If you need guidance in having Intentional Conversations for Change check this out!

3 Signs That You May Need to Ask for Help

This is hard, because we have all been taught that asking for help is a sign of weakness- it’s not. It’s a sign of personal awareness, knowing our limitations.

If you feel anxious, can’t concentrate and find it hard to stay on task- it may be time to ask for help.

Trauma, and we cannot say this moment in history is not a collective acute trauma and until we feel safe, it will continue to harm those most vulnerable.

  1. Feelings of being unsafe in your bodies or relationships

If you’re feeling the way I am, it can be difficult to understand the state of the world right now. Feeling as if you are not safe from your anxious thoughts, relationships with those around you are affected and you may be wary of those around you. Do what you need to keep your energy and yourself safe, whatever that means for you.

We need to remember and mourn for what was lost

The process of grieving looks a little different for everyone. Some of us ignore it and push on, some of us focus on work and never look back, some of us find ourselves incapable of moving forward. What if there was an alternative?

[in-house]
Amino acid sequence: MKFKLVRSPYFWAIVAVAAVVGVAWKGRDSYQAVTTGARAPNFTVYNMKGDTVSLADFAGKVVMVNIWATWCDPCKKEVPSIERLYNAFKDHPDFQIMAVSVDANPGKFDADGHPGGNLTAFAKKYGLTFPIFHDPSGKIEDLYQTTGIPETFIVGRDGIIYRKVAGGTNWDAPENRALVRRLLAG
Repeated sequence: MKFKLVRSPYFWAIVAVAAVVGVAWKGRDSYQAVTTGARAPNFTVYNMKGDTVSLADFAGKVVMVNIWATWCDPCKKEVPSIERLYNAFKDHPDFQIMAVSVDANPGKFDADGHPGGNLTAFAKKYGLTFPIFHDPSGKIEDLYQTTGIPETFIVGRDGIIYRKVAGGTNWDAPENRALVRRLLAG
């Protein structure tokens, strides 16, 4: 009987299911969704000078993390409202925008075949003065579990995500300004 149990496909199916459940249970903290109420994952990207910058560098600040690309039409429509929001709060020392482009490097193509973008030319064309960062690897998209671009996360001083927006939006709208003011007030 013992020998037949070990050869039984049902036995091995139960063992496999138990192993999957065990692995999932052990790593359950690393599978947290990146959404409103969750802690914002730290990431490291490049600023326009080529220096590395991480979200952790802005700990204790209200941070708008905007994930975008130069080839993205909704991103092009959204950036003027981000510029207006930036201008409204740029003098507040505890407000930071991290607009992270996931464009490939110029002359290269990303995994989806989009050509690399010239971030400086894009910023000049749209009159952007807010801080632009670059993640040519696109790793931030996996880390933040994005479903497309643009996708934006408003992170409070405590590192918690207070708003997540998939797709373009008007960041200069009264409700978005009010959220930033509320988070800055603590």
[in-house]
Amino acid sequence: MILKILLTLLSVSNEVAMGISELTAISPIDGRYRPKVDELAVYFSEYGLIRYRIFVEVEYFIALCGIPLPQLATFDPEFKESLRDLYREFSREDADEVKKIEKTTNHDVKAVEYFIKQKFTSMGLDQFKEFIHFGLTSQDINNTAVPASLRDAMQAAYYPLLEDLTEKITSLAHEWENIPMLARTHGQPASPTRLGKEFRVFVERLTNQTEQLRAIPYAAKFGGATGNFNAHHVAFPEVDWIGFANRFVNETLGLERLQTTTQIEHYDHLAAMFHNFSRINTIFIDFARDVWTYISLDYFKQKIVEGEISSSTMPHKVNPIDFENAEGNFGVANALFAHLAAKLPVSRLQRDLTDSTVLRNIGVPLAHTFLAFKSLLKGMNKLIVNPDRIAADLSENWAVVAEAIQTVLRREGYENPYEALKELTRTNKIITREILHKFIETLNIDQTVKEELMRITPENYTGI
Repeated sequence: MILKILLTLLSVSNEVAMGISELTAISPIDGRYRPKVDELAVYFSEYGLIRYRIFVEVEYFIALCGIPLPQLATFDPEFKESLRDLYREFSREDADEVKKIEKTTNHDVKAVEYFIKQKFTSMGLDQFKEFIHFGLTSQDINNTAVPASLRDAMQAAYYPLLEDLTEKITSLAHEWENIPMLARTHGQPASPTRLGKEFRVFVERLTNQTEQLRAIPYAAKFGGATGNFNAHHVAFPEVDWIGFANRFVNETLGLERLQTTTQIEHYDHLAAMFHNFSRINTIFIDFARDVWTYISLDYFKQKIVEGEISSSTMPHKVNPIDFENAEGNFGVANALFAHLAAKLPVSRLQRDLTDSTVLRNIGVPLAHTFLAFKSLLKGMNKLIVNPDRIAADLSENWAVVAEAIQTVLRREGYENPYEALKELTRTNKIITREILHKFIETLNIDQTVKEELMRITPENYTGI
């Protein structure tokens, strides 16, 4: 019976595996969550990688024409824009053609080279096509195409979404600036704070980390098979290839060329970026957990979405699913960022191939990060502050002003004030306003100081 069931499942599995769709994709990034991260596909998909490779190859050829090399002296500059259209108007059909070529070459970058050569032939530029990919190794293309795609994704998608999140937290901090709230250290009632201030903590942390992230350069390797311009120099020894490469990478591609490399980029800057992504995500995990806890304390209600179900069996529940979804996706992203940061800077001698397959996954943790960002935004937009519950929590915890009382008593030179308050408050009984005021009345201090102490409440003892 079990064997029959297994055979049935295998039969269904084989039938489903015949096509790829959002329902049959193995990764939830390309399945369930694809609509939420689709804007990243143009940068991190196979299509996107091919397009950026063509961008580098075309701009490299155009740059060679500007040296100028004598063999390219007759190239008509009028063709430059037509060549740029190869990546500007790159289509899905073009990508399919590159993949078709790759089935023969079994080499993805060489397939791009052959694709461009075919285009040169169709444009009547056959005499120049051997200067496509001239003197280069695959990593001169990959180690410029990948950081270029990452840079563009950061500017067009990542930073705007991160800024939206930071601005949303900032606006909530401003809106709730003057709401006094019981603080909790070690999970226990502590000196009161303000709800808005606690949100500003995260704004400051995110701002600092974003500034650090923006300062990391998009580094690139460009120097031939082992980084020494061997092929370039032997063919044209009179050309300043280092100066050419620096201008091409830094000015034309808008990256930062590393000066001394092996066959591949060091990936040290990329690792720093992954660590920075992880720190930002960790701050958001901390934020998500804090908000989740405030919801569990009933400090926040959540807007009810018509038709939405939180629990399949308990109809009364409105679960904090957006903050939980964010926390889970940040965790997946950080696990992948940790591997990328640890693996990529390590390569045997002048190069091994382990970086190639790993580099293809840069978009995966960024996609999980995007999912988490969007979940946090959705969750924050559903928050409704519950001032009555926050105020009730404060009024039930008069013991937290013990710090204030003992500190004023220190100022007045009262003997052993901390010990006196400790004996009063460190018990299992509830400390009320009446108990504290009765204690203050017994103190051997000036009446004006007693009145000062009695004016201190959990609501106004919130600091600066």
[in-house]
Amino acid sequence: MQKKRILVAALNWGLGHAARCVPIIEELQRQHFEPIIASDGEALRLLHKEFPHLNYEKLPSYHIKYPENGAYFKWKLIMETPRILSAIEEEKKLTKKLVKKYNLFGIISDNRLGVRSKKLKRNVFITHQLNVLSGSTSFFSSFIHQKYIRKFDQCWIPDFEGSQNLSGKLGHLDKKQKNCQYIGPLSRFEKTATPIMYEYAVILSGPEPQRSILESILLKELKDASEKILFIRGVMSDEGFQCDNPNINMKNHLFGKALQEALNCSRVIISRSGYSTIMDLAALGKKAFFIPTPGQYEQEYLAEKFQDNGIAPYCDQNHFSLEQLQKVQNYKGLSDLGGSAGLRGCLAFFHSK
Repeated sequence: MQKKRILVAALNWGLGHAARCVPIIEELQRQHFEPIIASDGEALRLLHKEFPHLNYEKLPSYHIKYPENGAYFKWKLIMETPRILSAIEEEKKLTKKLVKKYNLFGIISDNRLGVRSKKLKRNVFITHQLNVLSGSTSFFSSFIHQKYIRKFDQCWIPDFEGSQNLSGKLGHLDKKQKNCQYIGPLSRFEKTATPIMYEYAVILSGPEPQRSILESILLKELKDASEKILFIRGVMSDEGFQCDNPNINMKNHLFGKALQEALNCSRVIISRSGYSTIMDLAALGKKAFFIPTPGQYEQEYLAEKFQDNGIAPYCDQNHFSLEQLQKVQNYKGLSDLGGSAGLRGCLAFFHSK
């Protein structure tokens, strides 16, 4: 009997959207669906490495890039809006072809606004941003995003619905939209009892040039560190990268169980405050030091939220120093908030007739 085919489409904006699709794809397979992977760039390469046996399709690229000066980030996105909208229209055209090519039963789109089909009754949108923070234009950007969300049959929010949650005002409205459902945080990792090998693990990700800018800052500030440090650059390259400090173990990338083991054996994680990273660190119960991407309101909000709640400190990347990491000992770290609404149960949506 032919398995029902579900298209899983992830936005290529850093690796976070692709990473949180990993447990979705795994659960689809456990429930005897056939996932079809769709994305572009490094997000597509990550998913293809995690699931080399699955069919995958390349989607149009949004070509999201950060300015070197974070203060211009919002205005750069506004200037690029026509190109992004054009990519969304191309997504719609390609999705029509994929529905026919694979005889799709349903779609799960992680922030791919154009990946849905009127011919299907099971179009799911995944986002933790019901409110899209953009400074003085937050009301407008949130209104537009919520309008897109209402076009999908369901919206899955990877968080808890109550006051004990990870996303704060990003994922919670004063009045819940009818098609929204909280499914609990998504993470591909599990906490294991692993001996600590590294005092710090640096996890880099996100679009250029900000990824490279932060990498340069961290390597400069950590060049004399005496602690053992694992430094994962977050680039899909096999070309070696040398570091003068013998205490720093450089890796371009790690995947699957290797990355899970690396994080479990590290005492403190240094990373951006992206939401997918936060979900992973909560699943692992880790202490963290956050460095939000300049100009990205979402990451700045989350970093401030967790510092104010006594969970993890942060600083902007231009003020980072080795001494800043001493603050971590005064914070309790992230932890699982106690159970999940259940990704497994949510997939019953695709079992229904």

We need to acknowledge what was lost: From the lives lost. A sense of safety in democracy. The naïveté that some had in assuming it couldn’t get worse, and therefore enabling the behaviors that led to this moment.

It’s ok to mourn for the loss of what we thought our world was.

Reconnecting and Integrating with a New Sense of Self

Who we were as a nation on January 5, 2021 is not the same as who are post-January 6, 2021. In the same way, we cannot go back to pre-Covid times and we shouldn’t want to. So many of us shy away from using conflict as an opportunity for growth, in ways that do not resolve anything but rather pushes down trauma so that it bubbles in destructive ways later.

Every time some thing happens that is traumatic and a source of pain or conflict, we have the habit of ignoring the conflict and finding immediate solutions to make the pain go away. While it may feel good in the moment, the pain has not been resolved- the hurt still lies there just below the surface.